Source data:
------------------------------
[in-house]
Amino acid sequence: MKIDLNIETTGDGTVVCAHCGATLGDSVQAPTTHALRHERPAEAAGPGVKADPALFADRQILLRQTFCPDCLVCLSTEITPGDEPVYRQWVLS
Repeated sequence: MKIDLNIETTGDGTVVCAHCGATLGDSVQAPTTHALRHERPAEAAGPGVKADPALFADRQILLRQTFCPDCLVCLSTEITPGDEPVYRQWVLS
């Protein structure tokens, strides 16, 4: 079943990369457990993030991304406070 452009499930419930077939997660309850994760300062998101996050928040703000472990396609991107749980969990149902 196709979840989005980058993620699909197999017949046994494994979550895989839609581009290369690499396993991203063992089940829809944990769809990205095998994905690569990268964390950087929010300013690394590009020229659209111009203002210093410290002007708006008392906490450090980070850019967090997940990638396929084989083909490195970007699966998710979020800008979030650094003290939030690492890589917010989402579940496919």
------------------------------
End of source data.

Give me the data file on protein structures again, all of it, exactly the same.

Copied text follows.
[in-house]
Amino acid sequence: MKIDLNIETTGDGTVVCAHCGATLGDSVQAPTTHALRHERPAEAAGPGVKADPALFADRQILLRQTFCPDCLVCLSTEITPGDEPVYRQWVLS
Repeated sequence: MKIDLNIETTGDGTVVCAHCGATLGDSVQAPTTHALRHERPAEAAGPGVKADPALFADRQILLRQTFCPDCLVCLSTEITPGDEPVYRQWVLS
């Protein structure tokens, strides 16, 4: 079943990369457990993030991304406070 452009499930419930077939997660309850994760300062998101996050928040703000472990396609991107749980969990149902 196709979840989005980058993620699909197999017949046994494994979550895989839609581009290369690499396993991203063992089940829809944990769809990205095998994905690569990268964390950087929010300013690394590009020229659209111009203002210093410290002007708006008392906490450090980070850019967090997940990638396929084989083909490195970007699966998710979020800008979030650094003290939030690492890589917010989402579940496919």